The Vegetarian by Han Kang (tr. Deborah Smith)

a nutshell: this three-part novella from South Korea tells the starkly powerful story of a woman named Yeong-hye who takes a quiet yet explosive stand against her oppressive existence

a line: “Why, is it such a bad thing to die?”

an image: the enigma of the Mongolian mark sustains what was, for me, the most engrossing chapter

a thought: one theme that runs through the entire novella is the idea that everyone is fundamentally unknowable – even to those with whom every day is spent

a fact: in 1997 Han Kang wrote a short story (‘The Fruit of My Woman’) about a woman literally turning into a plant, then reworked the image in The Vegetarian in what she called “a darker and fiercer way”


want to read The Vegetarian? visit here


Flights by Olga Tokarczuk (tr. Jennifer Croft)

a nutshell: entwined into the nomadic needlework of this novel are anecdotes, letters, fragmented narratives, essays; Flights is vast, formidable, flux incarnated – and can’t be nutshelled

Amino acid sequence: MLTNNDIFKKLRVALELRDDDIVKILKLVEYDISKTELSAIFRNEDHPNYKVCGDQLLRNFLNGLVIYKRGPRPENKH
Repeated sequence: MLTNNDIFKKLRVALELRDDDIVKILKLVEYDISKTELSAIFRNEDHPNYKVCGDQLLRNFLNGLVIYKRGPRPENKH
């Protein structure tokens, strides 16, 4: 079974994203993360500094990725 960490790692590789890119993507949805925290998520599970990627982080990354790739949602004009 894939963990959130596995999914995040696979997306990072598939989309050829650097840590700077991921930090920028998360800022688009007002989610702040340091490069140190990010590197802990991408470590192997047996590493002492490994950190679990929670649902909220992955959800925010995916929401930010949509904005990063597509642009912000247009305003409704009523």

a line (or a few lines, in this case): Seeing the world from above, its beautiful, peaceful order. An order that is antiseptic. Contained in shells and caves, in grains of sand and in the scheduled flights of giant airplanes, in symmetry … in the eloquent light of the information screens, and in all light.”

an image: a despairing mother, seemingly suffocating in the pressure of caring for a chronically ill son, flees into the facelessness of vagrancy until a scene of mistreatment chokes her back into recalling her child

a thought: Flights felt to me like a book that requires numerous re-readings for any sense of comprehension; surfacing from it – four hundred pages later – I could scarcely remember ever beginning it

a fact: I didn’t know, until reading Tokarczuk’s account, that the composer Chopin had made the slightly hideous(?) request that his heart be extracted from his corpse and sent from Paris back to his home country, Poland


want to read Flights? visit here